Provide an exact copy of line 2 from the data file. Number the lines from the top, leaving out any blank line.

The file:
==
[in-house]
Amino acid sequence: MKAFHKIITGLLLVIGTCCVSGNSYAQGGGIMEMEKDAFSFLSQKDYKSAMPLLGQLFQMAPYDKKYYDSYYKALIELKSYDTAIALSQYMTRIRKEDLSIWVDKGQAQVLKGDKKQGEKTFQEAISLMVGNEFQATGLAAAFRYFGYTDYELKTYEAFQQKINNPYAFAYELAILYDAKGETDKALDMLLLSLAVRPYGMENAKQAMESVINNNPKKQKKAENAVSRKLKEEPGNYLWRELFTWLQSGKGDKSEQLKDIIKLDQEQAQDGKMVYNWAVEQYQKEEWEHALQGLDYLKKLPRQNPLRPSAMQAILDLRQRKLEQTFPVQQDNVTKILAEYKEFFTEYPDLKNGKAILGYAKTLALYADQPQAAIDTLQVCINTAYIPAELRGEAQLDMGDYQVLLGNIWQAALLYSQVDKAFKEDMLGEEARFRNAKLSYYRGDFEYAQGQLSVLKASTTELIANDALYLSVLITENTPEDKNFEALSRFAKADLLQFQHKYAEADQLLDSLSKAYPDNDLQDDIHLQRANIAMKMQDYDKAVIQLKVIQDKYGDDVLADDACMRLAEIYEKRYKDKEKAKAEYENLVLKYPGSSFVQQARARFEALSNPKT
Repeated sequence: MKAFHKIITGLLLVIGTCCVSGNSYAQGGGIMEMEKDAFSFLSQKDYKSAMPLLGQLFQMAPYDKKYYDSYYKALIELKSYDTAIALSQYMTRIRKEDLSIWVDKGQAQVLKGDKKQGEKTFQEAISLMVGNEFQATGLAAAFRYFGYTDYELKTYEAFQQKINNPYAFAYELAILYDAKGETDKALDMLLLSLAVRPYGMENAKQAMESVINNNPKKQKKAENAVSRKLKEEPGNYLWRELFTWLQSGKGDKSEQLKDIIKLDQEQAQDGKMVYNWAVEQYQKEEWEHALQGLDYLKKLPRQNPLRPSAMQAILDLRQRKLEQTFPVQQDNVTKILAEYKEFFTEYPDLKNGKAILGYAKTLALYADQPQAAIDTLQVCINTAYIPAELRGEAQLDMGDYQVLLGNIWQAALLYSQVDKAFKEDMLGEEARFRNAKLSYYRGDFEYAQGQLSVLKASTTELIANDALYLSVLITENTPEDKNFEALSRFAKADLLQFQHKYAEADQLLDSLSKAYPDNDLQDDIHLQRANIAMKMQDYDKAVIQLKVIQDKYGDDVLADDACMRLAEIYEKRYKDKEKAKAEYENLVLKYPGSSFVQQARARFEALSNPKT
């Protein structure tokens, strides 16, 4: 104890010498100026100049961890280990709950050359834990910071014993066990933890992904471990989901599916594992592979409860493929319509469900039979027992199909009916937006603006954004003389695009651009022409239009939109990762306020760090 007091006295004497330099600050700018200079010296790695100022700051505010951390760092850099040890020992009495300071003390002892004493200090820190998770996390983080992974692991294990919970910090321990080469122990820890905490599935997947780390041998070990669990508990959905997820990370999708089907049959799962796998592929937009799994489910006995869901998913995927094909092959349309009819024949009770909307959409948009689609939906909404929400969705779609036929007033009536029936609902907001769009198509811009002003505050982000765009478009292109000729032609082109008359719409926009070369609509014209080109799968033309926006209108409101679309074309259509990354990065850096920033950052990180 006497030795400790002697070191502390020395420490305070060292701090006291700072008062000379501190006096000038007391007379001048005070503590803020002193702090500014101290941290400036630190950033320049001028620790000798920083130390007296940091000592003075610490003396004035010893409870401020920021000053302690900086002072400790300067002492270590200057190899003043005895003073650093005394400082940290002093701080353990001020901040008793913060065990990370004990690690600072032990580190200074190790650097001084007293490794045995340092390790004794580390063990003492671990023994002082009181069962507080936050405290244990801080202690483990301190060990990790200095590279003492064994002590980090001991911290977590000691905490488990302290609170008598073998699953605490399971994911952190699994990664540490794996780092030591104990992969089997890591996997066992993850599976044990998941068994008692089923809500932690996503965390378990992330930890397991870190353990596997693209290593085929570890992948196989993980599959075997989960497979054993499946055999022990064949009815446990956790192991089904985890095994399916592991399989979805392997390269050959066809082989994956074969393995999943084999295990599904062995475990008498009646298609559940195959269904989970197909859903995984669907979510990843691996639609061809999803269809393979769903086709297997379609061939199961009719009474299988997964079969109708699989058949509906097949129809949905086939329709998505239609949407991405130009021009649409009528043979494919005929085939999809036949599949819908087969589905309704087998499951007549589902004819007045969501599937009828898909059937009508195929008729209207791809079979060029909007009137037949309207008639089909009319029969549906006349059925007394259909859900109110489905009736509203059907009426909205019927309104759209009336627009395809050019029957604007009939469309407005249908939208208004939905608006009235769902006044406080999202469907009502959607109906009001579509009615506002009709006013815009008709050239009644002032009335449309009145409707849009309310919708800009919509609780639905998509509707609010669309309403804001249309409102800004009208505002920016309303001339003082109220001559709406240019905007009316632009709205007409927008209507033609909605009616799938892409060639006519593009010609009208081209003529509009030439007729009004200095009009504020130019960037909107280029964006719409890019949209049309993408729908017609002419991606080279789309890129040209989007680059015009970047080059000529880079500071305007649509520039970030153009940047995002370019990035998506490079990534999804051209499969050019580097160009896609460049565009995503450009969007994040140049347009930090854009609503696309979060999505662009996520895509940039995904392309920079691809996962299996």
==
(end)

Amino acid sequence: MKAFHKIITGLLLVIGTCCVSGNSYAQGGGIMEMEKDAFSFLSQKDYKSAMPLLGQLFQMAPYDKKYYDSYYKALIELKSYDTAIALSQYMTRIRKEDLSIWVDKGQAQVLKGDKKQGEKTFQEAISLMVGNEFQATGLAAAFRYFGYTDYELKTYEAFQQKINNPYAFAYELAILYDAKGETDKALDMLLLSLAVRPYGMENAKQAMESVINNNPKKQKKAENAVSRKLKEEPGNYLWRELFTWLQSGKGDKSEQLKDIIKLDQEQAQDGKMVYNWAVEQYQKEEWEHALQGLDYLKKLPRQNPLRPSAMQAILDLRQRKLEQTFPVQQDNVTKILAEYKEFFTEYPDLKNGKAILGYAKTLALYADQPQAAIDTLQVCINTAYIPAELRGEAQLDMGDYQVLLGNIWQAALLYSQVDKAFKEDMLGEEARFRNAKLSYYRGDFEYAQGQLSVLKASTTELIANDALYLSVLITENTPEDKNFEALSRFAKADLLQFQHKYAEADQLLDSLSKAYPDNDLQDDIHLQRANIAMKMQDYDKAVIQLKVIQDKYGDDVLADDACMRLAEIYEKRYKDKEKAKAEYENLVLKYPGSSFVQQARARFEALSNPKT